Tip 1: Use Key Inputs to Inform Glide Path Selection
In our view, there are two important sets of inputs that should inform the overall target date glide path selection process:
- Plan objectives. A critical first step is to identify priorities—the specific goals the plan sponsor is solving for.
- Plan characteristics. Plan characteristics—such as salary levels, deferral rates, and employer contributions—offer a baseline for evaluating the current retirement preparedness of plan participants.
Despite the importance of starting with an analysis of plan objectives, we often see this step skipped for a straight‑line focus on the decision whether to employ active or passive building blocks for the management of target date portfolios. We believe this represents a missed opportunity that can lead to subpar decisions. Or as our head of target date strategies, Wyatt Lee, says, “It’s hard to know where you’re going if you don’t know your destination.”
We believe one of the key target date trade-offs that sponsors need to consider is whether their primary focus is on helping participants achieve their long‑term retirement income goals, or on seeking to minimize balance variability at any one point in time—such as at retirement or during short‑term episodes of market volatility.
In other words, what is the most important retirement outcome sponsors want participants to be able to achieve? Is the sponsor primarily concerned about seeking to limit the risk that participants might suffer unexpected losses near retirement? Or are they more concerned about participants being able to support their long‑term retirement income needs?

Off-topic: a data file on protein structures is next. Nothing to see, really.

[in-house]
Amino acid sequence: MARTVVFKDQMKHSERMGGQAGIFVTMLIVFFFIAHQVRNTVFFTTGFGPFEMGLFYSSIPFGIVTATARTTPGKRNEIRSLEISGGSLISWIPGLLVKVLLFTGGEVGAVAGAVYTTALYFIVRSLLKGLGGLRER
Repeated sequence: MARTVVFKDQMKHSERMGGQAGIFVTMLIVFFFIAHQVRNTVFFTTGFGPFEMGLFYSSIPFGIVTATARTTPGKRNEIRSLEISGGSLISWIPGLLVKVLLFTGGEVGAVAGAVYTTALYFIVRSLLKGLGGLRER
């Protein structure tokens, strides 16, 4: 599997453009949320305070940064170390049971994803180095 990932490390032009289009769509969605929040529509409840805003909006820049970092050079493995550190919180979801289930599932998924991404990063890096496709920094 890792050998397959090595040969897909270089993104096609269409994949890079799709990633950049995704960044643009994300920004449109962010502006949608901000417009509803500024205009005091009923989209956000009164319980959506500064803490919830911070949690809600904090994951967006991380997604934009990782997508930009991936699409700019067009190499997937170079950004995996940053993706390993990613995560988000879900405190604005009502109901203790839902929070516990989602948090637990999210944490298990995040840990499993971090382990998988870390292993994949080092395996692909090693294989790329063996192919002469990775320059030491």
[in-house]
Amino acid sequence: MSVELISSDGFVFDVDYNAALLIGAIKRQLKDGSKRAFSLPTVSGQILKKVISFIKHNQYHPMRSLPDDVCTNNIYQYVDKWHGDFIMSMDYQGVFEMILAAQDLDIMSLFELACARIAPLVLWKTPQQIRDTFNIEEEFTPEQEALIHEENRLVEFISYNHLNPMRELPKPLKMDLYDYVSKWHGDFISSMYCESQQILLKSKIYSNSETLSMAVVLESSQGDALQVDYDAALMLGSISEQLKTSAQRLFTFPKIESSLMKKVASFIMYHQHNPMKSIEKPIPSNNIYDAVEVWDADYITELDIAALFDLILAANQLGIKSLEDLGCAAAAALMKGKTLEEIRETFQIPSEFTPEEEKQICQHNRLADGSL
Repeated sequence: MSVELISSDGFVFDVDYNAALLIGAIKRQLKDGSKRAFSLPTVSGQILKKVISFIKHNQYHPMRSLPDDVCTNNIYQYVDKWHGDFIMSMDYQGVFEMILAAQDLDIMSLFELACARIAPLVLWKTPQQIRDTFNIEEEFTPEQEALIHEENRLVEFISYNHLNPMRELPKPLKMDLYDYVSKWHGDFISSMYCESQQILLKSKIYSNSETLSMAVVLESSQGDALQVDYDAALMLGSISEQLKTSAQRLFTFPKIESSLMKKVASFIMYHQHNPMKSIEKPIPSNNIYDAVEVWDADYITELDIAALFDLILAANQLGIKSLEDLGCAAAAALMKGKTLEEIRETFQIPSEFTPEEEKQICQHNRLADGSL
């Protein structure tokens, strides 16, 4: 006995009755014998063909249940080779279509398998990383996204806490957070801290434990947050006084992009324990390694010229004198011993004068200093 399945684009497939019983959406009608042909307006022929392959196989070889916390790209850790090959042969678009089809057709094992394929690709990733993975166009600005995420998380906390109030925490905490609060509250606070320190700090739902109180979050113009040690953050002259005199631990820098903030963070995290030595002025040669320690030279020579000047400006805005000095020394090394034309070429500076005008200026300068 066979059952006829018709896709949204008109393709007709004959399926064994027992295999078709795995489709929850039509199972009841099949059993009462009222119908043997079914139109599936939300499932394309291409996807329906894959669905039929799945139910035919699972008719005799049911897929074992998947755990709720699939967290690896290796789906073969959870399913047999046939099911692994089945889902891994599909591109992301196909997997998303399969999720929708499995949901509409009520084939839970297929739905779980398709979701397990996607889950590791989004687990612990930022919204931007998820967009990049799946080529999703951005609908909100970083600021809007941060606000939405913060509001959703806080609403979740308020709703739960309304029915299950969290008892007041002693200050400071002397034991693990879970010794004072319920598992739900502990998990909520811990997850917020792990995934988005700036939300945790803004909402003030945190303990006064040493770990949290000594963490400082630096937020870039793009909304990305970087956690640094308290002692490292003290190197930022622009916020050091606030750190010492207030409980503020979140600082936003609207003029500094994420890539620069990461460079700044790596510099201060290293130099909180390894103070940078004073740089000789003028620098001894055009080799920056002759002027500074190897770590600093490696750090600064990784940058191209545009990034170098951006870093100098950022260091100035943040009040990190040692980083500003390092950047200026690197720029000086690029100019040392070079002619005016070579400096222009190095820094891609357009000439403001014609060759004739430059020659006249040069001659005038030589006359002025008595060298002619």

Most sponsors are likely to place high importance on both objectives. However, from an investment perspective the two goals are somewhat at odds—a target date glide path that seeks the portfolio growth needed to help fund adequate retirement income may increase the risk of short‑term balance variability, while a glide path that seeks to reduce balance variability could lead to slower growth and less income in retirement.
Looking Beyond Market Risk
The word “risk” historically has been anchored to market risk, either absolute volatility (standard deviation) or deviation relative to a benchmark (tracking error). But we fundamentally believe this is an oversimplification—one that could leave DC plans exposed to other risks that can materially impact retirement outcomes.
The reality is that risk comes in many forms, and the relative importance placed on these risks can vary across investment audiences.
Our studies of plan sponsor and consultant attitudes have shown that longevity risk—defined as the risk of participants outliving their resources—is a leading concern for both groups. In our recent surveys, 64% of plan sponsors and 67% of consultants ranked longevity risk as either their first or second highest concern.1
Prioritizing longevity risk should not suggest that other risks don’t matter. Rather, we believe that sponsors who understand the full range of risks that should be considered and the relevant trade-offs between them will be in a better position to apply a more informed approach to target date evaluation.
This inherent trade‑off is central to the target date evaluation process, in our view. A higher focus on maximizing spending power ultimately will suggest a more growth‑oriented glide path (i.e., one with a higher equity allocation). Alternatively, a relative focus on managing variability around retirement and/or over short time horizons will tend to suggest a less growth‑oriented glide path (i.e., lower equity).
We encourage our clients to aim for balancing the two objectives relative to the plan objectives in order to assess trade‑offs and choose an appropriate glide path.
Key plan characteristics also should play a vital role in informing the target date evaluation process. These characteristics influence cash flows both into and out of the plan and help determine how well positioned participants are to achieve their retirement goals. They also directly impact the glide path design that is most compatible with the plan’s objectives: